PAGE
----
Why I won’t join the march against ‘toxic politics’
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SEPTEMBER 8 — A group of prominent women activists correctly highlighted that Malaysia suffers from ”toxic politics“ like physical violence, online abuse, racism and sexism in the political sphere.
However, while they plan to organise a street demonstration against these things, it’s unclear whether the group of pro-Opposition activists will also condemn, with equal measure, the sexism and vitriol against Barisan Nasional (BN) women politicians.
Some of the most hateful attacks I’ve seen target the sexuality of one female BN lawmaker and the size of the wife of another.
Female politicians and outspoken women who comment on political and social issues commonly face sexist remarks and in some instances, rape threats. I myself have been called a “b****” and worse by both conservatives and liberals.
If rights activists want to promote civility in Malaysia’s political discourse, then they should be non-partisan and call out perpetrators on both sides of the divide.
This is especially pertinent since the family members of former prime minister Tun Dr Mahathir Mohamad, who is now heading Pakatan Harapan (PH), are among the organisers of the march.
Toxic politics affects everyone, regardless of what political ideology they believe in.
While the incident of comedian Sulaiman Yassin publicly slapping film producer David Teo for supposed disrespect towards the prime minister was alarming, it should be noted that Teo did not press charges. (If it were me, I would have slapped my attacker back.)
The police cannot take action without an official complaint.
Malaysia’s political culture needs to change. There should be greater civility and respect between government and Opposition politicians and their supporters.
Lawmakers in the male-dominated Parliament should not make sexist remarks against their female counterparts. Lawmakers should also have the freedom to reject any Bill even if it comes from their own party, like in mature democracies, instead of blindly toeing the party line.
Civil society can help play a role in creating a healthier democracy and greater engagement between the government, the Opposition and citizens.
Unfortunately, many of today’s civil society leaders are overtly aligned to PH.
There’s nothing wrong with having a voting preference. But civil society leaders cannot claim to fight for the interests of all citizens when they publicly express support for the Opposition.
It is particularly disingenuous to declare a stance against “toxic politics”, but only against toxicity from the BN side.
Of course, Datuk Seri Najib Razak’s administration has prosecuted plenty of activists and ordinary citizens for anti-government remarks. I myself was investigated for sedition in 2015 over my column.
But so did Dr Mahathir during his time in power. Besides the detention of about 100 dissidents, the 1987 Ops Lalang saw three newspapers — The Star, Sin Chew Jit Poh and Watan — shut down. The papers only resumed publication after almost six months. Watan shuttered permanently in 1996.
If anything, it is Dr Mahathir who is the father of today’s “toxic politics” and yet, many civil society leaders today see no problem with endorsing him.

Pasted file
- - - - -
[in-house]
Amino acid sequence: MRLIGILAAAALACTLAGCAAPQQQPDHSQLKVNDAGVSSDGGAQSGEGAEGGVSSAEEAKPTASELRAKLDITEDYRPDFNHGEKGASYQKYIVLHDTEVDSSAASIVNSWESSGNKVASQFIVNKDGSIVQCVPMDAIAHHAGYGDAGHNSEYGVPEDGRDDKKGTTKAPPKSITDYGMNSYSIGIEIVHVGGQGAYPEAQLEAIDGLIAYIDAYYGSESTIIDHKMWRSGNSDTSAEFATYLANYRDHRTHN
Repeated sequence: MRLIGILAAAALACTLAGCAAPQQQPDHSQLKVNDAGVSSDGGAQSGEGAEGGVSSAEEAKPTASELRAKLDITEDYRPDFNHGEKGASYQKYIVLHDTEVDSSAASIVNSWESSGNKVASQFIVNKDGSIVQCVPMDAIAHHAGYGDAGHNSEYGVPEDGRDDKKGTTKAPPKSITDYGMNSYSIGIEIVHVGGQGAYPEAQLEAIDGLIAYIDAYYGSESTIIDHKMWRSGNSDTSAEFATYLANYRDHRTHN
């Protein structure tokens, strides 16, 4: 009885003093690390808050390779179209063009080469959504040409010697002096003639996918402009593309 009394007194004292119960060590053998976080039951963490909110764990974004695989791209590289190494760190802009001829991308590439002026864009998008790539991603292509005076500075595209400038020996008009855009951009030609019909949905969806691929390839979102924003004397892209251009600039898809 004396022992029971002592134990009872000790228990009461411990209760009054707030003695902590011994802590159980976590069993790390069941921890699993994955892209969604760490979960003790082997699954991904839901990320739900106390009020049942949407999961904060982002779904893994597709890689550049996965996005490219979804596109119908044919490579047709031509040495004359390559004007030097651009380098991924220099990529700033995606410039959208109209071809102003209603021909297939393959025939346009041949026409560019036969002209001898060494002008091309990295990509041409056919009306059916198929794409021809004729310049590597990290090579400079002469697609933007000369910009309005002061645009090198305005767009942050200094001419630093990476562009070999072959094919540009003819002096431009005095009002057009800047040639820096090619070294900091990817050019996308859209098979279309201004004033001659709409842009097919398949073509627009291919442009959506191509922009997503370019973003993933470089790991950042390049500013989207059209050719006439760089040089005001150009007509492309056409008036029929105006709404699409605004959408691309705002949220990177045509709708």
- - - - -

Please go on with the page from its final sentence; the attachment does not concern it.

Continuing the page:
The issue of working with Dr Mahathir has nothing to do with “forgiveness.” Who cares about individual forgiveness for past wrongs?
It is about holding him accountable for misdeeds during his administration that affected the entire nation and to keep him out of mainstream politics, so that he will not repeat repressive and racial policies should the government change. (Already, the Bumiputera-only party he leads, Parti Pribumi Bersatu Malaysia, is a replica of Umno.)
If civil society leaders genuinely want reform, then they should censure PH politicians over corruption cases, mismanagement and undemocratic practices, just as strongly as they criticise the government’s many scandals.
They should ask state government leaders to take a leave of absence in corruption cases in Penang (two cases now) and Selangor. Or do civil society leaders wish to avoid embarrassing their friends in PH?
There is the chief minister who frequently sues the media, but not a word of protest from activists who supposedly uphold press freedom. Press freedom only when it suits them, I suppose. After all, everyone loves to use the media for their own purposes.
If civil society leaders refuse to apply the same scrutiny, which they accord BN, to a coalition that seeks to be Malaysia’s alternative government in less than a year, then who can we count on to keep the new government in check?
Will civil society leaders continue to remain blind, deaf and mute?
There is nothing wrong with supporting the Opposition; civil society leaders should just make clear their objectives about a regime change, instead of pretending that they are independent and impartial activists fighting for the rights of all Malaysians.
They are free to sacrifice their principles for political expediency. After all, no one expects activists to be saints. They need to pay their bills too like everyone else.
Civil society leaders can organise rallies, file court challenges against the electoral redelineation exercise and do whatever they like, with a public acknowledgment that their work is for the benefit of the Opposition.
Otherwise, their duplicity will just contribute to “toxic politics” as Malaysians are left without a civil society that seeks genuine engagement among all parties for a better country.
* This is the personal opinion of the columnist.
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